Ulesfia       a combination of Benzyl alcohol and mineral oil

Sklice         a topical ointment version of ivermectin

Natroba     a bacterium ingredient called spinosad which has been                        found to be an effective pesticide with little effect on                              humans.

We have seen clients who have experienced all three head lice treatments at various times, and have found they are generally effective; however, as with the over the counter products, we find that lengthening the time the products remain on the head an additional 15-30 minutes improves their effectiveness. The prescription head lice treatment, Ovide, containing the pesticide with ovicidal properties called Malathion, says to apply it and leave it for 8-12 hours. Advice on Lice never approves of this medicine for children, and only support its use in the most extreme of infestations in adults.

Advice on Lice, Inc believes that the over the counter head lice treatments are the best option because they are the most economical, easily available, and effective when used with our instructions.

Head Lice Treatment in the Washington Post

What an interesting week we had last week, The Washington Post wrote an article about the 7 myths of head lice and it certainly had an effect on our business of treating head lice in Washington DC and Maryland. One can only assume the article prompted parents to check their kids as well as raise their awareness level. While the article never mentioned our Head Lice Treatment center by name ( Advice On Lice)  it certainly had a positive effect on us. Frantic mom’s called all week requesting screens for Head Lice as well as many first timers who had no idea how to begin the head lice and nit removal process and treatment for head lice. As always no matter how busy we became we tried so hard to accommodate their needs.

One recommendation we always leave with our clients is once the problem has been completely eradicated we urge parents to comb out their kids once a week as a preventive measure. The earlier you detect a problem the easier to completely remove them.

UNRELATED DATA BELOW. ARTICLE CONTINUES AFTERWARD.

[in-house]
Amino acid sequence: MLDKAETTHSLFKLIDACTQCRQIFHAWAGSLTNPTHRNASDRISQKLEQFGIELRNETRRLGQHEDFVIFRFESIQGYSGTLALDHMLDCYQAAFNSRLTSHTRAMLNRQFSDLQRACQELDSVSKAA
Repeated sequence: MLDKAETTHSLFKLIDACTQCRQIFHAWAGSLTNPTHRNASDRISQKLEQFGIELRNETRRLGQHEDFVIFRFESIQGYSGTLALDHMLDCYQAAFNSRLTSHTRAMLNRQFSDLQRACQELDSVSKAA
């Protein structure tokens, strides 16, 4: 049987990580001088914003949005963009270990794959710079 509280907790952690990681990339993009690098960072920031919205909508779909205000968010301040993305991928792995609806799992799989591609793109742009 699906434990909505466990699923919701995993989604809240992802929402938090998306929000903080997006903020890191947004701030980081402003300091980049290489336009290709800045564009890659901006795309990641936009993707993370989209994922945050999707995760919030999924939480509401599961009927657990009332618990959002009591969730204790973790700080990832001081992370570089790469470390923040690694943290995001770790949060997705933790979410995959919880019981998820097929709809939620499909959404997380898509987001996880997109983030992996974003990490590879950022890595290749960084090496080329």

Allan Franco

Head Lice Treatment and the Holidays

As we become focused and pre-occupied with the upcoming holidays we tend to ignore the obvious signs for head lice. Don’t ignore them. The most common signs will be your child’s constant scratching of  his or her head. When you see this its time to take out your Lice Comb,  add some conditioner and water to the hair, and comb through. As you wipe the comb on a white paper towel you will see those nits which will appear as coffee color specs in the shape of a sesame seed on the paper towel. If the nits show up then you must take aggressive action to eliminate the head lice and nits. At Advice on Lice our head lice treatment consist of applying a lice killing shampoo (Rid) in the manner your beautician would apply a hair coloring . Once the hair is saturated with the shampoo we recommend leaving the product on for 20-30 minutes. Once you rinse its time to comb, comb, comb. For more tips on our combing method you may visit our website and click the frequently ask questions page.
Good luck and happy Holidays from the crew at Advice On Lice

Head Lice Checks, Head Lice treatment and Thanksgiving

As we near the thanksgiving holiday more and more parents worry when that dreadful note comes home from the school that head lice was detected in their child’s class. The last thing a parent needs to worry about is head lice when either the family is traveling or friends or relatives are visiting. At Advice on Lice in Kensington, MD our recommendation is not to just check your kids but actually use the lice comb to detect any signs of head lice or nits. Head Lice may not be that obvious on your child’s head if it is in the early stages but with a good lice comb and some conditioner head lice or nits are more likely to show up if they actually exist.

Thanksgiving need not be  canceled! Follow our detailed instructions for head Lice treatment and removal on our website in the frequently asked questions page and your child will no longer be contagious to visiting friends and relatives.  Good luck and happy turkey day from Allan & Karen Franco.

Head lice treatment services: housecalls vs. office/salon visit

Head lice removal services are most often offered as a house call by a company technician. All companies offer these services at various hourly rates and always include a travel fee. As a result, it never costs less than $150. to have a nitpicker come to your home to work on your head lice problems. The various companies who offer head lice removal services often have an origin in one state, and offer house call services in many areas. How do they train employees who live in other states? Who is the technician, and what is their level of experience? Where is the best place in your home to have the work done? What light sources are available? What will your children do while they are having their heads worked on? What will they do while you are having your head worked on? Is the process at home really efficient?